This year the Conference will feature a lobbying meeting workshop conducted by new Air Carrier Committee Chairman Ed Pozzi of United Airlines. This will be a brainstorming session attended by both suppliers and carriers, with a goal to explore a lobbying effort aimed at producing an air carrier PMA approval checklist that can be presented to the FAA for potential publication as an FAA Advisory Circular. For Air Carriers, it will be a great opportunity to work with a diverse group who are involved with the efforts of preparing a PMA technical package for the different variations of submittals. For manufacturers, it is an opportunity to gain understanding in the needs of your customers.
From the number of registrations we have received, this year is assured to be a great chance to network with the best of the industry. And as always, we have A LOT of customers registered for the conference so there are tremendous sales opportunities waiting for PMA company attendees as well!
We’re continuing to add more information about speakers and Conference events, so be sure to check out the online Conference Agenda.
Not yet registered? The Conference Registration form is available online. Just fill it out and email or fax it. Questions? Call Katt Brigham at (202) 628-6777 for answers!
Make sure your registration reaches MARPA before the next deadline to get the current registration discount! The next deadline is Sept 21, 2013 and meeting that deadline will save MARPA members $200 (for the first-registrant from a company) to $300 (for each additional registrant from a company) over the cost of on-site registration.
You don’t have to be a member to come – non-members are also welcome to attend the Conference for the non-member rate.
MARPA co-founder George Powell died on Friday, September 6 after a battle with cancer.
George’s aviation career began as an aircraft pilot during World War II. He then spent a career as an engineer and customer support manager for Bell Helicopter (highlighted by a daring escape from Iran when the Shah’s government fell).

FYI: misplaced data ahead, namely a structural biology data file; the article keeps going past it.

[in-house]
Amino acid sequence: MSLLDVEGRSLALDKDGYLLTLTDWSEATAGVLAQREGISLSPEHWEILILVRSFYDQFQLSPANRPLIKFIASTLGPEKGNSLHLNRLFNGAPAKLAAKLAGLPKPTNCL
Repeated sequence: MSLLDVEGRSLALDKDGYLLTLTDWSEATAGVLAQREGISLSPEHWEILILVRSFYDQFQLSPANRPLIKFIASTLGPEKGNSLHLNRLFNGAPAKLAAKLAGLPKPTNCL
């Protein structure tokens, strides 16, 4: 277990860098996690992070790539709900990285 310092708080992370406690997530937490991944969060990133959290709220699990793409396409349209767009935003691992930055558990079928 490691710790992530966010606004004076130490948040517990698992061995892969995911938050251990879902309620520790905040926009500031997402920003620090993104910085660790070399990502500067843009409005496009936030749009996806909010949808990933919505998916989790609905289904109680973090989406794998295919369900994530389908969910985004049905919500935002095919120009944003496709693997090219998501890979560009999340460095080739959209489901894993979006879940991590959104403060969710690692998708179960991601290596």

By the 1980s, society felt George was ready to retire but George had different
plans. He became active as a PMA manufacturer and as an independent DER. He was passionate about small business and he helped many of today’s PMA companies get on their feet.
The idea of MARPA was born during the late 1990s, when George, Jim Reum and I sketched out our ideas for a trade association on the back of a cocktail napkin during the lunch break at an Aviation Rulemaking Advisory Committee meeting.
George served as the first President for the Association, and after he stepped down he remained an active guiding voice for MARPA. He was important mentor who helped to guide me and many others within the PMA community. He frequently communicated his ideas to the FAA, helping to shape the policies and regulations that affect the aerospace community.
George was never the sort who could rest – he always wanted to be active and involved. He was one of the leading voices on the MARPA Leasing Committee during the last year of his life. Despite the cancer, he also was active in supporting aerospace businesses right up until days before he passed.
George’s family is planning a celebration of life ceremony in October. They are trying to plan the celebration in Arizona just after the MARPA Conference in order to permit more of George’s friends and business associates from the aerospace industry to conveniently attend (more details are coming soon, and final details will depend on availability).
His family is working on a scholarship fund for aerospace engineering at George’s alma mater (RPI). We hope to have more details on this effort to share with the industry by the time of the MARPA Conference.
MARPA and the industry will be forever indebted to George for his leadership and guidance.